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Emmy Nominees: Best Actor In A Comedy

Look to see him back there
Photo by Kevin Winter

Louie C.K., Louie
His comedy may have flailed a little this season, but he remains one of TV's funniest hyphenates. Admittedly, some of the better moments on this show may have been some of the most painful and intense moments on TV, but he remains nothing less than the funniest metaversion of himself on the air this year.

Johnny Galecki, The Big Bang Theory
I don't know how it's possible for someone on one of the greatest comedies of all time to be undervalued, but for some reason Galecki's slightly more human scientist never gets the respect he deserves from Emmy voters--- he's received just one nomination in the series run. But as Leonard and Penny's relationship began to take on more levels, ending with her finally accepting his proposal, his character became even more warm and funny. He got the girl; he should get a nod.

Matt LeBlanc, Episodes
Each season, Matt seems to become even more despicable, and by extension, more hysterical. He ruined another marriage, tried to get killed off his own show, smeared his parents, and was robbed of another great role by his own arrogance. Only he could do this and remain this funny.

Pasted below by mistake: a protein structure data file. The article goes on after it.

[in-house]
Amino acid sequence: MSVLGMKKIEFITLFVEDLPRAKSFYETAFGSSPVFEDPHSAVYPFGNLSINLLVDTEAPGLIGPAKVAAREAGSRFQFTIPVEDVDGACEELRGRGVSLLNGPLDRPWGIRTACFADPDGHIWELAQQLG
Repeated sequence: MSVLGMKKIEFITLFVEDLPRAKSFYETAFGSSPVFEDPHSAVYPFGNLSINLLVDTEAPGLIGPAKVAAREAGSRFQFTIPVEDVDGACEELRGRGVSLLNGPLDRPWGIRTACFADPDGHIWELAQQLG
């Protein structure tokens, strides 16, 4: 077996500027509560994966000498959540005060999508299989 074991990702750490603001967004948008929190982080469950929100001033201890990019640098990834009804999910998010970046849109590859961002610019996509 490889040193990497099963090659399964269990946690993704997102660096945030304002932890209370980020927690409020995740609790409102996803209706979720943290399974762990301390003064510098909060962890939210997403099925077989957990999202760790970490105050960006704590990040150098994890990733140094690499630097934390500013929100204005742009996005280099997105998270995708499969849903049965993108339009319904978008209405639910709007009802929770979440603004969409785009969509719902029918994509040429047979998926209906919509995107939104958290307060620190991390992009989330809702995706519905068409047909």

Jim Parsons, The Big Bang Theory
At this point, there really doesn't seem to be much more that needs to be said about his comic versatility. But every season, he progresses another level to becoming less an island, and more of a human being. His relationship with Amy advanced, he finally accepted the death of an idol, and he seems closer and closer to achieving parity with Leonard. By the time the series, he may be a real boy. Fortunately, that's still three seasons away.

Andy Samberg, Brooklyn Nine-Nine
I was never a big fan of this SNL vets overacting before, but he seems to have reached a level of subtlety along with a certain measure of seriousness in this hysterical police set comedy. He demonstrated a fair amount of acting range while moderating his wild eccentricities with sold police procedural. The Golden Globe victory should be enough to put him on the front lines.

Adam Scott, Parks and Recreation
For some reason, Scott's drier, more moderate brand of comedy never seems to get the level of respect it deserves on a show that deals mainly in satire. But as the man who's won fair Leslie's heart, who remains a modest nerd even now, and who is probably the one man who tries to see things seriously in a world of hysterical chaos--- he deserves to be recognized.

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